“If I take a pain pill, I limp the next day. I’m in a lot of pain; you can definitely tell that I can’t walk,” she said. “When I take CBD, I don’t limp; it helps with my pain—it’s changed our lives drastically.”

Custard added all Your CBD Store products are third-party tested and include QR codes on the labels, which give consumers access to each product’s lab results. Cody Zegarrundo and Steven Smolko, who opened CBD American Shaman of Spring on FM 2920 in August, said their products feature similar safety precautions.

“It gives customers confidence because they know what they’re buying,” Zegarrundo said. “That’s a big deal because ... not all CBD is created equal.”

Zegarrundo and Smolko said they have had customers with conditions including neuropathy, autism and turrets find relief with CBD.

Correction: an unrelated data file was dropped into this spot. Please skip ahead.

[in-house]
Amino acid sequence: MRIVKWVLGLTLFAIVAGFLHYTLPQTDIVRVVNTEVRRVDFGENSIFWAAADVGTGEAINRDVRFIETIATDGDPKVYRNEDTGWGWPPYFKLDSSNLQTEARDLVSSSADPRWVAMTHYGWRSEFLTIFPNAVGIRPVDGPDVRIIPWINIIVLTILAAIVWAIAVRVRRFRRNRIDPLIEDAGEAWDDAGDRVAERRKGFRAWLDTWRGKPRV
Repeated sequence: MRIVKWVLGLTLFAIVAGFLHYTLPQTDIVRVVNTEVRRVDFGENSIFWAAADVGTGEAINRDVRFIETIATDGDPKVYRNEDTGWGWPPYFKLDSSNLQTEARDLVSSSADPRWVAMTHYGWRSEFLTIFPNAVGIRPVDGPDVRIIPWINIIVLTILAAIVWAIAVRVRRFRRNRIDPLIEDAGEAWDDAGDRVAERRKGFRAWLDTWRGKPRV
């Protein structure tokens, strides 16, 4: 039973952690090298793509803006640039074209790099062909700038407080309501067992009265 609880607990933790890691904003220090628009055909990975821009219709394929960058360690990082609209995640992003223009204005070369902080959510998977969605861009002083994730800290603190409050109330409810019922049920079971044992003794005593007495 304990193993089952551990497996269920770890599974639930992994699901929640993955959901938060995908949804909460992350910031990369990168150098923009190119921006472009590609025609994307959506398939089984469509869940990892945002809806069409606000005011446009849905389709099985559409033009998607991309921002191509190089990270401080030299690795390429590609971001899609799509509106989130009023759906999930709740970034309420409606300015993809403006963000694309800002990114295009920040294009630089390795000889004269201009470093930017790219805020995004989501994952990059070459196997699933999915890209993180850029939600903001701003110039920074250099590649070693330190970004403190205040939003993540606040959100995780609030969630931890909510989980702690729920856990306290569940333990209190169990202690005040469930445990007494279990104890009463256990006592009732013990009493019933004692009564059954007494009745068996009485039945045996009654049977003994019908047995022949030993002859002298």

“People don’t want to keep taking pills and getting drugged—they want to actually get help,” Smolko said.

Likewise, Tran and her husband, Will, said they have seen success with customers who suffer from Crohn’s disease, Parkinson’s disease and rheumatoid arthritis.

“We see people coming in crying in pain, and then days and weeks later, those people come back in crying of joy,” Will Tran said.

While the business owners agreed the area is oversaturated with CBD shops today, they believe the ones that will prevail will be those that offer quality products.

“I think a lot of people just saw the first [CBD stores] open and wanted to jump on the bandwagon,” Custard said. “Once the FDA gets involved, a lot of these other stores aren’t going to last.”
By Hannah Zedaker
Born and raised in Cypress, Texas, Hannah Zedaker graduated from Sam Houston State University in 2016 with a bachelor's degree in mass communication and a minor in political science. She began as an intern with Community Impact Newspaper in 2015 and was hired upon graduation as a reporter for The Woodlands edition in May 2016. In January 2019, she was promoted to serve as the editor of the Spring/Klein edition where she covers Spring ISD and Harris County Commissioners Court, in addition to business, development and transportation news.